Safe, Affordable, Good Energy (SAGE TN), is a nonprofit recipient of the 2023 Rural Cinema Grant. Photo: Working Films

If your rural or small-town group is trying to have a bigger impact on environmental issues, the Rural Cinema project has a suggestion: Go to the movies.

Rural Cinema helps rural and small town leaders use film screenings “as a resource in their work for environmental justice and protection,” according to the grant program home page.

Environmental organizations that serve rural communities have until January 30, 2024, to apply for Rural Cinema. The grant provides screening equipment and training on how to get the public involved in environmental issues through film viewing events. 

Rural Cinema is organized by Working Films, a nonprofit that offers consultation to filmmakers and grassroots environmental groups.

Director of campaigns and strategy Andy Myers said he first witnessed the power of film while working with an environmental group when he was a student at the University of North Carolina Wilmington (UNCW).

“I was seeing that film had this power to invigorate the organizing that was happening and bring new people in,” Myers said in a phone interview with the Deesmealz.

Myers liked his work at UNCW so much that he started looking for career opportunities at organizations that shared his passion for the power of film. That's how Myers found Working Films, conveniently located in Wilmington, something he said was “random” in retrospect.

Film as a Tool for Protest and Advocacy

Myers said some of the previous grant recipients have used film screenings to protest gas pipeline infrastructure, advocate for environmental health, and promote ecological education, among other things.

SAGE Tennessee, an environmental nonprofit and 2023 grant recipient, used film screenings to engage their community in a conversation about the proposed Ridgeline Expansion Project, a 122-mile natural gas pipeline in the Upper Cumberland region. This past August, SAGE screened Not on This Land, a documentary about a community that defeated the Atlantic Coast Pipeline.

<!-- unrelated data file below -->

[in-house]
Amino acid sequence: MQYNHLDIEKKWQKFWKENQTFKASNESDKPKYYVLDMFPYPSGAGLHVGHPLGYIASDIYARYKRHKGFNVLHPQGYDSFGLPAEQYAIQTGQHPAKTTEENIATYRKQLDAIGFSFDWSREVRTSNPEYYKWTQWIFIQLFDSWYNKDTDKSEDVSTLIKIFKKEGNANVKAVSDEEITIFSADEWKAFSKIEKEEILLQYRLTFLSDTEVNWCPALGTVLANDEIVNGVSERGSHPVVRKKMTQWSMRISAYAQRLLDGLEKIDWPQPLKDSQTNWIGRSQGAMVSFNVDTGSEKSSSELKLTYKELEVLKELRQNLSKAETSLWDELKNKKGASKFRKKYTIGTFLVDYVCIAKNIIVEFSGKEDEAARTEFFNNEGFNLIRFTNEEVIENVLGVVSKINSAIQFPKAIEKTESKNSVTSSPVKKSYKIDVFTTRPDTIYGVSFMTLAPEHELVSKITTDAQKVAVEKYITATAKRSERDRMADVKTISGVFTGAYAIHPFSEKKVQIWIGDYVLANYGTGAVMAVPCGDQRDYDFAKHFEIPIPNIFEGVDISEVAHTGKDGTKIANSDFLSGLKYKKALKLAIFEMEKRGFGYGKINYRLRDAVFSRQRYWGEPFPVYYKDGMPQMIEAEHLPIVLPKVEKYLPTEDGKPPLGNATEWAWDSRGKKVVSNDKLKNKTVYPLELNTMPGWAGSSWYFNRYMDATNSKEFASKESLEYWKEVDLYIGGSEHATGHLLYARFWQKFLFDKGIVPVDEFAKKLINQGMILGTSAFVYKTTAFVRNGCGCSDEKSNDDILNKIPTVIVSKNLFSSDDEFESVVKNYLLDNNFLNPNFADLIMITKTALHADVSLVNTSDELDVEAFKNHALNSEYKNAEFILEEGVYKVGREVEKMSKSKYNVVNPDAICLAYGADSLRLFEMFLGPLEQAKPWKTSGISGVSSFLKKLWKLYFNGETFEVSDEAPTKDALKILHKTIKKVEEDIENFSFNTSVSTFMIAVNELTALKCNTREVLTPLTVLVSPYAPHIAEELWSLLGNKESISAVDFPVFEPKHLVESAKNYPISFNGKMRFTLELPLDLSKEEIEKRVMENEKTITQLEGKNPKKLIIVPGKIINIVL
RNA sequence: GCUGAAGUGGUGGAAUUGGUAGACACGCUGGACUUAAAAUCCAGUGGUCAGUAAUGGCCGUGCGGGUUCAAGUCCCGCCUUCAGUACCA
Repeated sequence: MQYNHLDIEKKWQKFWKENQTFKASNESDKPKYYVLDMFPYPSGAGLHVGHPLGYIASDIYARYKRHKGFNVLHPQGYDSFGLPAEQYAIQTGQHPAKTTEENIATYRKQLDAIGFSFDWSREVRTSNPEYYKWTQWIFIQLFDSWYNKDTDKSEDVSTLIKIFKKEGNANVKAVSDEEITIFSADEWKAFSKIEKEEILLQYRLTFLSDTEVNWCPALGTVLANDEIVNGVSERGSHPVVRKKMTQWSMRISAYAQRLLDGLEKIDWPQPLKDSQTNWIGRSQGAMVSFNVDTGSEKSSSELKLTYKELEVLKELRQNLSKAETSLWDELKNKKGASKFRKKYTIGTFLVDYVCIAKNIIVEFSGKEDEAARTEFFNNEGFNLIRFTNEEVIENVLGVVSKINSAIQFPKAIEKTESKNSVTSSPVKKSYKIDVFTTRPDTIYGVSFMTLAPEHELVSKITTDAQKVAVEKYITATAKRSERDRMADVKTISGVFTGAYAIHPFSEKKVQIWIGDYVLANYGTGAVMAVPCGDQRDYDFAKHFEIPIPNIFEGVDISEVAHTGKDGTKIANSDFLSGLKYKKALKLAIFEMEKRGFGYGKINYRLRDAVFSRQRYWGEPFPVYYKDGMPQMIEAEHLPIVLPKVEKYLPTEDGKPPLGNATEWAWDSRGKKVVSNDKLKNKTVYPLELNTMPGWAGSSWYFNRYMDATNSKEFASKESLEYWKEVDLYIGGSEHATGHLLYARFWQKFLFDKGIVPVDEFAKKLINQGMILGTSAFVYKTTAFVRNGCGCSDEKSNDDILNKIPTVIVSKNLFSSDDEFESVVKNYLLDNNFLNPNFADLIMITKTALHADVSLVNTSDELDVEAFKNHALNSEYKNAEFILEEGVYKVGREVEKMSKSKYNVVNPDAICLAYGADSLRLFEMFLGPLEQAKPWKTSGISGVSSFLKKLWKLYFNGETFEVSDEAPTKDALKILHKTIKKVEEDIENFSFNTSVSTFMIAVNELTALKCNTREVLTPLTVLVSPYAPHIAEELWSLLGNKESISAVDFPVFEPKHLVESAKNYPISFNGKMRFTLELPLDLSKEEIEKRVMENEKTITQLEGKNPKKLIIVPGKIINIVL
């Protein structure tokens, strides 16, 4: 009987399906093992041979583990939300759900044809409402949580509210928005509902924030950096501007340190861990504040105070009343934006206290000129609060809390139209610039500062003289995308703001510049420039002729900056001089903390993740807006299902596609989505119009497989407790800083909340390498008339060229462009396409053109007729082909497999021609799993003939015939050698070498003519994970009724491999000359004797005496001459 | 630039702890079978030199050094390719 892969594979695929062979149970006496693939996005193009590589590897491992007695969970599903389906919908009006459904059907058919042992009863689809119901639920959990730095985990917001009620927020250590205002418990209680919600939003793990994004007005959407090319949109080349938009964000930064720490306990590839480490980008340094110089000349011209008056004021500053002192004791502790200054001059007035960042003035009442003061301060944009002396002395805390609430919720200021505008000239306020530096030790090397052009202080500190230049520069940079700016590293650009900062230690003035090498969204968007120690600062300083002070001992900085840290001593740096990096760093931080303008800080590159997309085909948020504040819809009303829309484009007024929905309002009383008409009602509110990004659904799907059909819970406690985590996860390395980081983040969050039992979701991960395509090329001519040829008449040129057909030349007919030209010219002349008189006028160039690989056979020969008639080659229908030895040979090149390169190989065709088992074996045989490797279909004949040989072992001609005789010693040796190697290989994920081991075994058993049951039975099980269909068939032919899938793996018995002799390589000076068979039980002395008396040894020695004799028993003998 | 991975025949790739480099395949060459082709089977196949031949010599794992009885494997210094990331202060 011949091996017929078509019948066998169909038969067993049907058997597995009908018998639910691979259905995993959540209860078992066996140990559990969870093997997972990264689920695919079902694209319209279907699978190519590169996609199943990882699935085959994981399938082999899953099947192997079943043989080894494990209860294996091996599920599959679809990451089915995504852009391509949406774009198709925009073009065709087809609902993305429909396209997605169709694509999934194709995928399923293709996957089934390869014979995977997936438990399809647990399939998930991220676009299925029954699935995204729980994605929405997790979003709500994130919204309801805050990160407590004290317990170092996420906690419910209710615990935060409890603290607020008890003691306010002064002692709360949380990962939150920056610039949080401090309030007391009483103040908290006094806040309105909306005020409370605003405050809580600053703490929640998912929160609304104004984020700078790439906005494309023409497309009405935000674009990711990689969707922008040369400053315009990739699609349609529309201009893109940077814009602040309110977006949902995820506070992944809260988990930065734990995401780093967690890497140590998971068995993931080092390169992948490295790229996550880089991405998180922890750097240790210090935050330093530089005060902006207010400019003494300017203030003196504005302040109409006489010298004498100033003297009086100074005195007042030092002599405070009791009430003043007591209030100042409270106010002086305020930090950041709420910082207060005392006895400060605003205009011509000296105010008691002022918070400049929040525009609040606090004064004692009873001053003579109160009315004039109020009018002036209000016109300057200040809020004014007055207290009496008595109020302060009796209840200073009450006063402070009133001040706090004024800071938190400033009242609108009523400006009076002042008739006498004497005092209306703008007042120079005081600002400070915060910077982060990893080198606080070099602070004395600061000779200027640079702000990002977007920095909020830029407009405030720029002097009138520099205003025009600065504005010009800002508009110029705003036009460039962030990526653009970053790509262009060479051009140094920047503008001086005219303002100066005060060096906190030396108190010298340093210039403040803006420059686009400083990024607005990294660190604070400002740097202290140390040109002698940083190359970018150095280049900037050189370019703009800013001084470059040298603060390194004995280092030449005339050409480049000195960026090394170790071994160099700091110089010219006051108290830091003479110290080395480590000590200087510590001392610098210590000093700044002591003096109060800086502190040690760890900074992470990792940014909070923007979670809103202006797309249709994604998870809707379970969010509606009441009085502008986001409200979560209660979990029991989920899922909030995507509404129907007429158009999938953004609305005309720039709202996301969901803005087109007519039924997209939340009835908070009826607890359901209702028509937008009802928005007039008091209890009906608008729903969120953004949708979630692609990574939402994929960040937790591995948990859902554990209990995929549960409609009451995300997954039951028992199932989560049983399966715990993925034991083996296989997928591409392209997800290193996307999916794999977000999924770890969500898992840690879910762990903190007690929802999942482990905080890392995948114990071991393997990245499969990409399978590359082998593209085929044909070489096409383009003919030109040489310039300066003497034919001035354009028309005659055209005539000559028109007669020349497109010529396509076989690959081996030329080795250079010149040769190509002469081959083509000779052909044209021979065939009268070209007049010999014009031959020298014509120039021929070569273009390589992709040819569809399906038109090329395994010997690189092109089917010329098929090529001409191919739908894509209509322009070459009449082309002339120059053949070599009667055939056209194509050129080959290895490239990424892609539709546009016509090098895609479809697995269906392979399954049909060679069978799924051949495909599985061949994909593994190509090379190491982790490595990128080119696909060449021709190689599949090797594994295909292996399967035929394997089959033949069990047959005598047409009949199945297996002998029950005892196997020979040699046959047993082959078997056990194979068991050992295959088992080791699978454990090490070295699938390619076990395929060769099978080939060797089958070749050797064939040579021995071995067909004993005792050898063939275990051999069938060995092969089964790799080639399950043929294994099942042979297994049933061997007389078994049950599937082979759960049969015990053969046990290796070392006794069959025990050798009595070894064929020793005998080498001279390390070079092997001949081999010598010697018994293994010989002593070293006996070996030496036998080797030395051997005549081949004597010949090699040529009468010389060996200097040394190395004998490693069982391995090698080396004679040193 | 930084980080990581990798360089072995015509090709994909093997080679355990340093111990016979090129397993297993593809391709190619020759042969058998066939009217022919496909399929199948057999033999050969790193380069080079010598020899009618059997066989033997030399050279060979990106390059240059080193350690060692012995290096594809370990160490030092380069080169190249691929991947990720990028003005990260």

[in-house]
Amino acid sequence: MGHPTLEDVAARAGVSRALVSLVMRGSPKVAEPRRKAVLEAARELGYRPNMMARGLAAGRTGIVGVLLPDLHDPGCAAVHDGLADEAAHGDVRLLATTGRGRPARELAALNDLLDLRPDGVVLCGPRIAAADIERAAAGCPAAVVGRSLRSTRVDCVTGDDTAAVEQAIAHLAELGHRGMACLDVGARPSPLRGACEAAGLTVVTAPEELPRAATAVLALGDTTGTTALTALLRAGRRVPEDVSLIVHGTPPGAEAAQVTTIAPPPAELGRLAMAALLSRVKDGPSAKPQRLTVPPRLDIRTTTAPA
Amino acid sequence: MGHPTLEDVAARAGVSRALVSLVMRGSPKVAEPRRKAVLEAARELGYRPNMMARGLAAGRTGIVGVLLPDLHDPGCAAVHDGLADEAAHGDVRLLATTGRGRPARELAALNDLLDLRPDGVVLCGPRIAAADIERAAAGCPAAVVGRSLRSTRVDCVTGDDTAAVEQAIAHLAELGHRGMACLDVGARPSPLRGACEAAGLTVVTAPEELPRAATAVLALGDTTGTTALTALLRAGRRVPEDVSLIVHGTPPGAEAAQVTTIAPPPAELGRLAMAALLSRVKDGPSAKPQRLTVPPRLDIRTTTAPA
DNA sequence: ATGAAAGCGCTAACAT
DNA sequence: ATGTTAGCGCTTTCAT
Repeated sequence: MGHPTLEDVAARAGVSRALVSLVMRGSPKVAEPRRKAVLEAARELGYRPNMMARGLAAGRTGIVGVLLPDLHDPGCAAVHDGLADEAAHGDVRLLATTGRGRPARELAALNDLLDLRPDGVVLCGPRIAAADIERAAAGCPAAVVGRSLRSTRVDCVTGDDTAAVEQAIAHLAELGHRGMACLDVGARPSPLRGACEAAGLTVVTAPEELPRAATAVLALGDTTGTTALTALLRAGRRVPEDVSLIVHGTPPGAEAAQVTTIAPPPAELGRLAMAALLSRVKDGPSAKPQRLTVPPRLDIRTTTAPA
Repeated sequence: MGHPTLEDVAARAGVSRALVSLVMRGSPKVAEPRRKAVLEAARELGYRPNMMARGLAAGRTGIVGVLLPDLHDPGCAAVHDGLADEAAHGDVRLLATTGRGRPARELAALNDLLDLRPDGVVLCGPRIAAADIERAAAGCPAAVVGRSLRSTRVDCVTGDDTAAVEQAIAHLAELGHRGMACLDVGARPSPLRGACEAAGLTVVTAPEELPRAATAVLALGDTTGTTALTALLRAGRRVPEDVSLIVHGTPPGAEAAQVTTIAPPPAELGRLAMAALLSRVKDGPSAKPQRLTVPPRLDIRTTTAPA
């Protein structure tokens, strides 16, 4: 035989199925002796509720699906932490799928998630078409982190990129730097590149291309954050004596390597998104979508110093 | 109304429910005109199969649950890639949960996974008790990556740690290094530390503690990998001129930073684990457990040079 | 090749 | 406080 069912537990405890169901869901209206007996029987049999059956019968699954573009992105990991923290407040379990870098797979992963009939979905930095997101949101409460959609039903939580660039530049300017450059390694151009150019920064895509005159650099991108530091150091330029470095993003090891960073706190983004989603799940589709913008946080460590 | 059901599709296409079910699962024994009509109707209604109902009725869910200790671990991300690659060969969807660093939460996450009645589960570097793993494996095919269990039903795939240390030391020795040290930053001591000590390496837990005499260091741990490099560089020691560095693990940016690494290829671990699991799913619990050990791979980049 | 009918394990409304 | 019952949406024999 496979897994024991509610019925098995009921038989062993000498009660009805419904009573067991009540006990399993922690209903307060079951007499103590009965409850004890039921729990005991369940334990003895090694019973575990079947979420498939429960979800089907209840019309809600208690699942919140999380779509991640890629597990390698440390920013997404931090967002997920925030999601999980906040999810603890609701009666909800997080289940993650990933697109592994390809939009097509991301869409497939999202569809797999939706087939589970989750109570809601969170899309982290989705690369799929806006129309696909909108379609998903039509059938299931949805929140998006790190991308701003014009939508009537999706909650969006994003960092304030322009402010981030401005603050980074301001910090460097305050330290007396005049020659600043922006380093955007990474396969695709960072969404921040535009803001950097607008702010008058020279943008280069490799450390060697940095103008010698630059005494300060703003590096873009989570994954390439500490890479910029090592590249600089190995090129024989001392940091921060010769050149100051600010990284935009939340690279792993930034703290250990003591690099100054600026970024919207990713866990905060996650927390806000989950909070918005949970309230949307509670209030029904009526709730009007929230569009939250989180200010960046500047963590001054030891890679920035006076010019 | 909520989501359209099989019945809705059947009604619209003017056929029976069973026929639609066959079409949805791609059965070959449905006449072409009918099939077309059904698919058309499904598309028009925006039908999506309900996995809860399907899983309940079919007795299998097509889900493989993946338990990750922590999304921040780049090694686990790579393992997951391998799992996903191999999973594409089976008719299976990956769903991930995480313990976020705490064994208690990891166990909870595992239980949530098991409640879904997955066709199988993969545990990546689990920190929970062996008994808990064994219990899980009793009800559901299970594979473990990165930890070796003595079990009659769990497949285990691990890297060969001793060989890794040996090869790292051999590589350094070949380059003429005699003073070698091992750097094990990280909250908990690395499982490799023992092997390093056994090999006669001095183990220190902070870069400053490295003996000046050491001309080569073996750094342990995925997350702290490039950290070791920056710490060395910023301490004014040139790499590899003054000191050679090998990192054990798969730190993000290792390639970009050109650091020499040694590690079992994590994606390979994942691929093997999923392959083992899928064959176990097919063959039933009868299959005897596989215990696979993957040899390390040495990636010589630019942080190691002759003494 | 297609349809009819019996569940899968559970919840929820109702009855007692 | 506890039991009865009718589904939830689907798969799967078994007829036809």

North Carolina’s Environmental Justice Community Action Network (EJCAN), also a 2023 Rural Cinema grant recipient, helps people confront environmental challenges in their communities through mapping projects, pollution education campaigns, and water quality testing.

In 2022, Working Films funded screenings for Faith in Place, a nonprofit that encourages people of faith in Illinois to confront environmental injustice through projects that support sustainable agriculture, renewable energy, and water quality protection. In August of 2022, Faith in Place held their first of four film screenings in Harrisburg, Illinois.

“Film screenings are about bringing more people into your organizing,” Myers said. “We see film as an integral part of the work they’re already doing. The program is about helping them see the connections between their work and film screenings.”

Should Your Organization Apply for a Rural Cinema Grant?

In addition to training organizations how to use film to get their communities involved, Working Films also gives away equipment like screens, projectors, and sound systems to grant participants. The program lasts a year, but recipients get to keep the film screening equipment permanently. 

The Mountain Watershed Association hosted film screening events in 2022 while participating in the Rural Cinema Program.

Throughout the grant program, experts from Working Films offer individualized training to organizations to help with anything from technical assistance to advice on how to host a discussion or panel after a screening.

“In general we want to see [applicants] who are organizing with the public,” Myers said about what they are looking for in an application.

Working Films is interested in funding organizations with a public-facing mission that are doing more than “writing reports and talking to legislators alone,” according to Myers.

Applications for Rural Cinema are open from now until Tuesday, January 30th, 2024. Organizations are eligible to apply if they serve rural communities or small towns that have been harmed by pollution, climate change, or extractive industries like mining and drilling. More information is available online.

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